coccinelle support

coccinelle is natively supported by herodotos tool.

Actually, herodotos tool can work with any analyzer which gives output in the org-mode format.

coccinelle in Sisyphus

cppcheck support

  • cppcheck is supported by flycheck (an Emacs package)
  • flycheck can be hacked to output the information in the format suitable for herodotos tool (org-mode)

So, we could easily get the support for any analyzer known to flycheck.

cppcheck in Sisyphus

  • Symbol support vote.svg cppcheck
  • Symbol oppose vote.svg emacs-mode-flycheck
  • Symbol oppose vote.svg flycheck output in org-mode format

Discovery of source files which are not used during the build of the package

Either builds under strace can be used to discover files which are not used, or the access time (an idea by boyarsh@, which has already been probably implemented by him).

Extensions to be implemented

Ad hoc sources for herodotos

Ad hoc ways to feed herodotos some specific sources (which are not covered by the configuration "*SCM" and "versions" parameters):

Symbol oppose vote.svg herodotos preinit-add git REPO TAG
Symbol oppose vote.svg herodotos preinit-add rpm-bp FILE
Symbol oppose vote.svg herodotos preinit-add srpm FILE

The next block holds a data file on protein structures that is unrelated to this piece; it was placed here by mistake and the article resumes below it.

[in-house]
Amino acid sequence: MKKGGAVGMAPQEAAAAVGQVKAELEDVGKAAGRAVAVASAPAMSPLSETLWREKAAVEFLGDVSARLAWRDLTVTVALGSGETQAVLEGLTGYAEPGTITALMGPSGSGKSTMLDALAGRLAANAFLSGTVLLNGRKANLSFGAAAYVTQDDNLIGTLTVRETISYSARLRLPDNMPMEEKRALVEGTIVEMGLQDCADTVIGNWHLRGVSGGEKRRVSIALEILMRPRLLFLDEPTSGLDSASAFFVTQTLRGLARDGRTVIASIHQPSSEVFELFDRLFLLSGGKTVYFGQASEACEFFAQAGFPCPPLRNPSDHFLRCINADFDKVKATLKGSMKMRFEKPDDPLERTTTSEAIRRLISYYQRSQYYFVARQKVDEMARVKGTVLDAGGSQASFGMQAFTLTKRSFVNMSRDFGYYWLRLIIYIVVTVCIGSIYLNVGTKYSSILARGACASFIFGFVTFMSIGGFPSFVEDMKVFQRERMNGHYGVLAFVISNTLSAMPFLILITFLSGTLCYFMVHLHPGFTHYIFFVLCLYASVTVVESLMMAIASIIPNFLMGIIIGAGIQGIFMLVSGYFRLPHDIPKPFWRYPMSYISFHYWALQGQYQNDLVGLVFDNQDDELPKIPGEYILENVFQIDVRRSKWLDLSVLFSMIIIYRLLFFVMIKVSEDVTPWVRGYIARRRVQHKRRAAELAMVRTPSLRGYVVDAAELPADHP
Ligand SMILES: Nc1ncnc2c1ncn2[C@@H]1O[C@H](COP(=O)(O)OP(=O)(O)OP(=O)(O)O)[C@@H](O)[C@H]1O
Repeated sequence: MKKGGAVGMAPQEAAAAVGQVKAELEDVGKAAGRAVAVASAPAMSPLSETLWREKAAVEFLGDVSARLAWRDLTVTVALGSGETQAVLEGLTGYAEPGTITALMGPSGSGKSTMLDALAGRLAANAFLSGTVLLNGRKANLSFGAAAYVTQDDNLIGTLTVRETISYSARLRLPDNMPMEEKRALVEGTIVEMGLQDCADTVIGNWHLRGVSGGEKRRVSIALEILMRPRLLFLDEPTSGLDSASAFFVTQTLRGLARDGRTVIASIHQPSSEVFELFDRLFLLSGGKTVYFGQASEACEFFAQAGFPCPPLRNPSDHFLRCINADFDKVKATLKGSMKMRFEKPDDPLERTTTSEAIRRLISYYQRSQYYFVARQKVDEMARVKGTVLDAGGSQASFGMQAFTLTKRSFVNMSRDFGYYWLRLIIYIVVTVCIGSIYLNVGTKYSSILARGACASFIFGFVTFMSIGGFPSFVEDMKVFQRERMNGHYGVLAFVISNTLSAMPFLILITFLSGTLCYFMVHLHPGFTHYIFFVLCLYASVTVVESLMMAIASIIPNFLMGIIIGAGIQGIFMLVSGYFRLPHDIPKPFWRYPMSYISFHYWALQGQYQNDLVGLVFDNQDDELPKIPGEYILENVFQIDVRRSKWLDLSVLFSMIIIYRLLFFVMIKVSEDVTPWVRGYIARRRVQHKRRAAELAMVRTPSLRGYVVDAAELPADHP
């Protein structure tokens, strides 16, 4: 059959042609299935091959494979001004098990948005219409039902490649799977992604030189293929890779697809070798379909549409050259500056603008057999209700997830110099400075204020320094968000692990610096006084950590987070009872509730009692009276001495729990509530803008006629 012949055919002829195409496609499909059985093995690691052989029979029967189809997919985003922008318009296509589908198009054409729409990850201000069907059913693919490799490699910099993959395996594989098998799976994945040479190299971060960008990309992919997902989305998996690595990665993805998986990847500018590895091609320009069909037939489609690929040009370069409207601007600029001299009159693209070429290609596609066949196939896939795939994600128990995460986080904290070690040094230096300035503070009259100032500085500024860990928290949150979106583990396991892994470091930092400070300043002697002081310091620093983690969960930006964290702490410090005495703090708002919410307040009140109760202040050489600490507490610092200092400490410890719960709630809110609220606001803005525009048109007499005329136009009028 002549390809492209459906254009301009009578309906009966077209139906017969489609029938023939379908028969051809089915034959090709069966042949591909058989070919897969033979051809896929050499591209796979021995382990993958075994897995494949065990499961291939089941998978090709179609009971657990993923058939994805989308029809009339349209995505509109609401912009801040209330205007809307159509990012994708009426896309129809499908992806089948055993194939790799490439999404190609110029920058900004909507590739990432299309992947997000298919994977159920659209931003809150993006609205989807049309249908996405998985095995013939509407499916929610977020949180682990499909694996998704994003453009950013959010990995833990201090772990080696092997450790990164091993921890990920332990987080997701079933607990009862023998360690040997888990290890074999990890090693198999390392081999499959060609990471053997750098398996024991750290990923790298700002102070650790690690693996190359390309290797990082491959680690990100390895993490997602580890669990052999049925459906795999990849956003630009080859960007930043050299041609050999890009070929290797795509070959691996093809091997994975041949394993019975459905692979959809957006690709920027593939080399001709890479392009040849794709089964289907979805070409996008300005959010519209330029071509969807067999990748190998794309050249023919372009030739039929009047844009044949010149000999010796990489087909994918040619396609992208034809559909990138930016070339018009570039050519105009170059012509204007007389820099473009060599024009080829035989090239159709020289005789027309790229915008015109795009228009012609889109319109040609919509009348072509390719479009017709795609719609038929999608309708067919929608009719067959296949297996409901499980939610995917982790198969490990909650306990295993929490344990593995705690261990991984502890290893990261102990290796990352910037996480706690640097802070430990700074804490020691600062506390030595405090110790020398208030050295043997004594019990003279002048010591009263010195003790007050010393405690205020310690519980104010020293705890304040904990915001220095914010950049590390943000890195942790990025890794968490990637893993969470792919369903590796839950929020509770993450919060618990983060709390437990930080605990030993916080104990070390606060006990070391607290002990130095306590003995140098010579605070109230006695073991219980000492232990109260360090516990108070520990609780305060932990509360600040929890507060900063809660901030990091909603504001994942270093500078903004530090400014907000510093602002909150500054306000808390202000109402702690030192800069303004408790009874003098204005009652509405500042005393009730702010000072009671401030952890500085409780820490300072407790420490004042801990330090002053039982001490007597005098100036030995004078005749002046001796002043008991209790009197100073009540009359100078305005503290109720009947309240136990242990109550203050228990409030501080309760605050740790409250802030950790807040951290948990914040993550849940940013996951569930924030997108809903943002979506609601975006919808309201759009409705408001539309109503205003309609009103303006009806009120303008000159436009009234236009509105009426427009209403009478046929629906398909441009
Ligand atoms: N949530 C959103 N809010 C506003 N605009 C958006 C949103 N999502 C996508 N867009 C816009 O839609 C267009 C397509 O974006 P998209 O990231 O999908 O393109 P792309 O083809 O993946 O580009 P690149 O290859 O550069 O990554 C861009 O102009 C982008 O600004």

More; easy to implement; but not really needed much (as for now):

Symbol oppose vote.svg herodotos preinit-add rpm-bp+gear REPO TAG
Symbol oppose vote.svg herodotos preinit-add srpm+gear REPO TAG

Here, the way the git option is processed is similar to how the git: sources from the configuration are treated. (An exercise in implementing preinit-add on the base of the existing code.)

The rpm-bp option would invoke rpm to prepare the source tree (with all the patches applied etc. by performing the prep stage with rpmbuild -bp, optionally under hasher); the srpm option is about a stupid unpacking of an .src.rpm and of the archives it contains. The +gear options are about getting the srpm from a Gear repo.

More methods for herodotos to get sources

In the spirit of the current way to write the configuration file, in addition to git: (combined with versions to select the tags), one could implement more methods for herodotos to get sources from some other kinds of repositories:

  • Symbol oppose vote.svg rpm-bp+gear: (or srpm+gear:)
  • Symbol oppose vote.svg the Sisyphus (and branches) archive (whereby the repo index might help to learn the releases and their place in the archive).

This could be useful for a more automated study of packages from Sisyphus and branches.


(to be written)

Test example: correlating cppcheck histories for each package in a repository branch